Gorging Gudea style

By Razib Khan | June 18, 2013 10:11 am

He liked a good brew!

Kevin Zelnio recently made me aware of this fascinating piece in The New York Times, For Its Latest Beer, a Craft Brewer Chooses an Unlikely Pairing: Archaeology. Here’s the catchiest aspect: a microbrewery is attempting to recreate the taste of ancient Sumerian beer! Why? Though it’s purportedly educational, obviously it’s also the “cool” factor which is at the root of this enterprise. The brewery doesn’t aim to sell this. I say why not!

A few years ago Paul Boom wrote the book How Pleasure Works: The New Science of Why We Like What We Like. This may seem like a trivial exploration of a topic, after all, who doesn’t know how pleasure works? But when you plumb the depths of genuine hedonism there are often rapid diminishing marginal returns when you simply apply a robotic calculus of more sensory vividness. Rather than a stronger chocolate, sometimes you want a finer chocolate. But what does that even mean? One thing that a standard hedonistic account of pleasure often underplays is that it is not a simple toting of sensory qualities. Rather, it is the essence of the thing that matters.

Lover of fine things!

Credit: www.kremlin.ru

An example will suffice to illustrate what I’m talking about. There is a bizarre story in the media right now about Vladimir Putin being involved in stealing a Patriots Super Bowl ring. I haven’t followed the story closely. But, I can tell you that the reason this is a story is not because of the physical value of the ring. It is because it is a Super Bowl ring. Rationally as human beings we understand that things are reducible to quarks and leptons, but hundreds of millions of years of evolution have hard-wired us with a sort of essentialism which tell us deep in our bones that there is a fundamental ineffable ontology to particular objects in the world. The nature of these objects is tied not just up in what they are in a proximate sense, but where they have been.

How does this apply to Sumerian beer? I believe one of the appeals of the Paleo diet is that it is purportedly the diet of our ancestors, and that has an innate appeal, because it feels deeply authentic.* This has pleasurable consequences. Similarly, the idea of drinking like the Sumerians has genuine value in and of itself in terms of hedonism, no matter the quality of the beer. Because of the downsides of modern processed foods one might argue that a fad for retro ancient food rooted in irrational instincts may actually be greatly beneficial to our society.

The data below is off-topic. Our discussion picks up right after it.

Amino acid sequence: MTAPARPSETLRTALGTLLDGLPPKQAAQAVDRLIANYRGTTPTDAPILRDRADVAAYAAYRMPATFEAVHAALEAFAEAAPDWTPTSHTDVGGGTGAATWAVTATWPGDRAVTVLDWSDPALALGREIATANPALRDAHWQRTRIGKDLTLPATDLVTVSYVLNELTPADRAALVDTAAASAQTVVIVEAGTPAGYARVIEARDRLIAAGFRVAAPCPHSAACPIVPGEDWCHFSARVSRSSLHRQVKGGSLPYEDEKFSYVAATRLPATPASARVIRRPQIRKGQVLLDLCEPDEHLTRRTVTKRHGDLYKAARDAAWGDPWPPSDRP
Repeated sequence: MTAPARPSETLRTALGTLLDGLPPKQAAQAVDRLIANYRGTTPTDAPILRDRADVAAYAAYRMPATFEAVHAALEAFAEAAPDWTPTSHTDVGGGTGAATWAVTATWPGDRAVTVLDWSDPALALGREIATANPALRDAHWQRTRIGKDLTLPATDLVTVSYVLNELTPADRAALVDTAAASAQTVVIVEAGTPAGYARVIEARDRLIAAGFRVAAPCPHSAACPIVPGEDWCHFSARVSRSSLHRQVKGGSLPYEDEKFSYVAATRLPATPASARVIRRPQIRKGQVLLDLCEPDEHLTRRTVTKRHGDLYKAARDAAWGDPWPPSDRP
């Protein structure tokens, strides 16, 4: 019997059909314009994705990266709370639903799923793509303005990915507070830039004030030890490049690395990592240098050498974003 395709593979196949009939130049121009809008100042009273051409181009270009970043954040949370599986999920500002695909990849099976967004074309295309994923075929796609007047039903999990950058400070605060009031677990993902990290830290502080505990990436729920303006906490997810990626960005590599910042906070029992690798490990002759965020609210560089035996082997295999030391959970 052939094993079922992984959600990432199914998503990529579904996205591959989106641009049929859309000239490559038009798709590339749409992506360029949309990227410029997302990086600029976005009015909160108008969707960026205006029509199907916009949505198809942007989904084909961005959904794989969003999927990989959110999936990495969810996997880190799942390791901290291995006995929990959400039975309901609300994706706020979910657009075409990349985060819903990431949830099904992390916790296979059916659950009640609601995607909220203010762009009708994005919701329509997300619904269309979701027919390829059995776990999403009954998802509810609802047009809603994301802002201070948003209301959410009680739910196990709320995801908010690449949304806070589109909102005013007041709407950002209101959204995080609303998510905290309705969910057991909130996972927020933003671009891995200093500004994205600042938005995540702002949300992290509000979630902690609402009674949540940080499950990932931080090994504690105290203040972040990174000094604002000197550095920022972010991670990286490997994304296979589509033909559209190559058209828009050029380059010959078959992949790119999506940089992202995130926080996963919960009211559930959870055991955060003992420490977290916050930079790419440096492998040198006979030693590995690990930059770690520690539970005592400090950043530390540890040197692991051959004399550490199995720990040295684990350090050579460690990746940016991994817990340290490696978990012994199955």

Delenda est processed food!

Of course the qualifier here is that we’d eat like a prosperous Roman, not the marginal peasant subsisting on gruel. But though there is an aspect of contemporary culinary arts which tend toward futuristic sophistication, such as molecular gastronomy, there is also a strain which leans upon simple and spare preparations. It may benefit American public health and our gustatory experience if an industry arose which marketed itself not as “health food,” but as “authentic food.” Eating a hearty Roman meal worthy of Cato the Elder, and wash it out with a beer which would have brought a smile to stern Hammarubi’s face! Silly, but sillier than a twinkie?

* I do not wish to get into discussing the Paleo diet, but I do think that empirically it is beneficial for many people because it gets them away from loading up on processed sugar rich foods.

MORE ABOUT: Beer, Food, Sumerians
  • Paul Conroy

    Wouldn’t Sumerian would be more Neolithic or even bronze Age?

    it’s interesting how marketing works, in Ireland Guinness drinkers are old, working-class men, in the USA it’s young, educated and often liberal youth who drink it. In the Caribbean and West Africa it’s a very popular beer (actually stout) and men imbue it with aphrodisiac qualities, a Ghanaian friend once told me that in Africa it was seen as, “Making you stronger…”, nudge, nudge, wink, wink…

    • razibkhan

      wasn’t connect sumerian beer to paleo diet directly.

  • marcel proust

    Doesn’t eating like a prosperous Roman include overdoing
    it (much like a modern American) and then vomiting?

  • Kevin Bonham

    This has been a fad in recent years – making beers according to old or ancient recipes. There are several problems with this approach: the modern yeast strains we use are decidedly different from the “spirits” that inhabited the sites of brewing in ancient times. Even if these guys do open-batch brewing, there’s no telling whether the natural strains that live in an area are similar to those that lived there thousands of years ago.

    Besides that, everything from the age of the barley to the salt content of the water can have profound effects on the flavor of the beer. Even if they magically got the right yeast(s) – which they won’t – other factors will confound the process.

    As a side note, I’m guessing that the reason they won’t sell this is because previous attempts at this sort of thing have led to products that were not particularly tasty. Novelty is one thing, but going through the process of labeling and distribution for a product that each customer is only likely to drink once is probably not worth it.


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About Razib Khan

I have degrees in biology and biochemistry, a passion for genetics, history, and philosophy, and shrimp is my favorite food. In relation to nationality I'm a American Northwesterner, in politics I'm a reactionary, and as for religion I have none (I'm an atheist). If you want to know more, see the links at http://www.razib.com


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